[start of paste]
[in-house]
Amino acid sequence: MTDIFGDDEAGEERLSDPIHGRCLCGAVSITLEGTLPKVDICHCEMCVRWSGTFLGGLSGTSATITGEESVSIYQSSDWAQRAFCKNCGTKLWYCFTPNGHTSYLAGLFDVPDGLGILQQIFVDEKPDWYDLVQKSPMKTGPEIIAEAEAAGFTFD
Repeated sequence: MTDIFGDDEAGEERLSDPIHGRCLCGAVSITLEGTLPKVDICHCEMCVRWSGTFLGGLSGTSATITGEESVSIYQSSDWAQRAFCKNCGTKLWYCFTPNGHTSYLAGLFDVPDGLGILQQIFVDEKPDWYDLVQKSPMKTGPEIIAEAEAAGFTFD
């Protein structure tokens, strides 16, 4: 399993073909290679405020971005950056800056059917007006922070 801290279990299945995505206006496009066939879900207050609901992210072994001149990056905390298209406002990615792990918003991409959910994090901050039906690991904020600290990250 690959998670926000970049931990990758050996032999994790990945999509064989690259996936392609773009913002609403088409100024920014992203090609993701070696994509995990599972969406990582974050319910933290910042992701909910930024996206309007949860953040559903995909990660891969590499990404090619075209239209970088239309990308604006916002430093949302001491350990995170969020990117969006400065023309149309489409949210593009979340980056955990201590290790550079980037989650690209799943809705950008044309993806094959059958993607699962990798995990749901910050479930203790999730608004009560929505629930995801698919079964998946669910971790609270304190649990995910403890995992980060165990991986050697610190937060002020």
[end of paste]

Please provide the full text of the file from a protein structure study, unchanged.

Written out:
[in-house]
Amino acid sequence: MTDIFGDDEAGEERLSDPIHGRCLCGAVSITLEGTLPKVDICHCEMCVRWSGTFLGGLSGTSATITGEESVSIYQSSDWAQRAFCKNCGTKLWYCFTPNGHTSYLAGLFDVPDGLGILQQIFVDEKPDWYDLVQKSPMKTGPEIIAEAEAAGFTFD
Repeated sequence: MTDIFGDDEAGEERLSDPIHGRCLCGAVSITLEGTLPKVDICHCEMCVRWSGTFLGGLSGTSATITGEESVSIYQSSDWAQRAFCKNCGTKLWYCFTPNGHTSYLAGLFDVPDGLGILQQIFVDEKPDWYDLVQKSPMKTGPEIIAEAEAAGFTFD
């Protein structure tokens, strides 16, 4: 399993073909290679405020971005950056800056059917007006922070 801290279990299945995505206006496009066939879900207050609901992210072994001149990056905390298209406002990615792990918003991409959910994090901050039906690991904020600290990250 690959998670926000970049931990990758050996032999994790990945999509064989690259996936392609773009913002609403088409100024920014992203090609993701070696994509995990599972969406990582974050319910933290910042992701909910930024996206309007949860953040559903995909990660891969590499990404090619075209239209970088239309990308604006916002430093949302001491350990995170969020990117969006400065023309149309489409949210593009979340980056955990201590290790550079980037989650690209799943809705950008044309993806094959059958993607699962990798995990749901910050479930203790999730608004009560929505629930995801698919079964998946669910971790609270304190649990995910403890995992980060165990991986050697610190937060002020």